Mobile operators, in contrast, see TV as a “nice to have” rather than a “must have” service. Technical trials have shown that mobile TV is possible. Market research suggests that consumers might pay up to €12 ($16) per month for it, says Carolina Milanesi of Gartner, a consultancy. Unlike complex 3G data services, which are proving to be a hard sell, mobile TV could have mass appeal. “Everyone gets it if you say ‘mobile TV',” says Richard Sharp, at Nokia's multimedia division.

While a combination of satellite and ground-based transmission is being used in South Korea, Nokia is promoting a new terrestrial mobile-TV standard, called DVB-H. One possible business model, says Mr Sharp, is for mobile operators to share a national DVB-H network, carrying both common and operator-specific channels. Operators would thus share costs while retaining the ability to differentiate themselves through exclusive content deals. Yet a lack of suitable spectrum is one problem; another is gaining the appropriate rights from content providers. So far, mobile operators think that content means ringtones and screen logos, notes Ms Milanesi.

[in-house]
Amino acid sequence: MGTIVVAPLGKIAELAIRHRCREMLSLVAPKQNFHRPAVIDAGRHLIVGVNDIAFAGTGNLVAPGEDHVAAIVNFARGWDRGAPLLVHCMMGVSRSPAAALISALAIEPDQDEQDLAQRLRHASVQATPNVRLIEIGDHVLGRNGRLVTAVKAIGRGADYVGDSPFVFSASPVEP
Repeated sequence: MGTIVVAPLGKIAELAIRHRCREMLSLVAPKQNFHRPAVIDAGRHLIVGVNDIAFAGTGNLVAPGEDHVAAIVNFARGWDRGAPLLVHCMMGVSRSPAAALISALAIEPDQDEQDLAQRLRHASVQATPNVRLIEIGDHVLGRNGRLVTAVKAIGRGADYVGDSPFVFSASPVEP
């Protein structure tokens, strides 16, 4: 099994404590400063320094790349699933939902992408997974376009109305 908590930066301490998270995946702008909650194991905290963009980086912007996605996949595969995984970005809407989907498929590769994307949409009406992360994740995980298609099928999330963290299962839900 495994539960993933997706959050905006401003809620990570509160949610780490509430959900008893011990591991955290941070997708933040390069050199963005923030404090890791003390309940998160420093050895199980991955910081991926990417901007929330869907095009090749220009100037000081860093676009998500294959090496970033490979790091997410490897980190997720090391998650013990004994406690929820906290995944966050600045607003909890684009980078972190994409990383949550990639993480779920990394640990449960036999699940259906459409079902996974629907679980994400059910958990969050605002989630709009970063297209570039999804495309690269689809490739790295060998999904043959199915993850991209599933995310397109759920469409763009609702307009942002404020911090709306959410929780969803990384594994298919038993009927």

Fixed-line operators face a similar problem, since they too may lack relationships with content providers. The obvious pairings, says Mr Cole, are for fixed-line operators to pair off with satellite-TV firms in order to gain “media competence”; and for cable-TV operators to pair off with stand-alone mobile operators. “There is going to be a tremendous amount of turbulence, driven by the convergence of telecoms, television and media,” he says. As digital technology erodes the barriers between previously distinct industries, continuing convergence—both of services and of firms—now seems inevitable.

Sunday, January 23, 2005

The week in review

Comments About Article:-

  1. This article highlights the impending potential of Java based applications, especially Java-based games.
  2. Java based applications are restricted and limited to the hardware performance.

Points from the 3rd Seminar:-

  1. The Disruptors welcomed a new member, Junesh, who just joined the class.
  2. We did some imagination realisation exercise with "FUN" as our theme.
  3. Covered some Business Models and covered the different types and ways some companies operate.
  4., Dell(Internet Dependent) vs HP(Distributor Dependent) ----> Examples of Business Models.

Article of the Day

A New Dimension for Java Games: Mobile 3D Graphics API
By Tomi Aarnio, Nokia Research Center

Market analysts predict that downloadable games will grow into a multi-billion-dollar business within a few years [1]. Java is the most widely deployed platform for third-party applications in mobile devices thanks to its vendor-neutral status, hardware independence, and built-in security, among other things. However, an important piece of technology that has been missing from Java until now (and that would benefit games tremendously) is interactive 3D graphics - the capability to synthesize images from descriptions of three-dimensional objects in real time. The Mobile 3D Graphics API now makes that possible [2].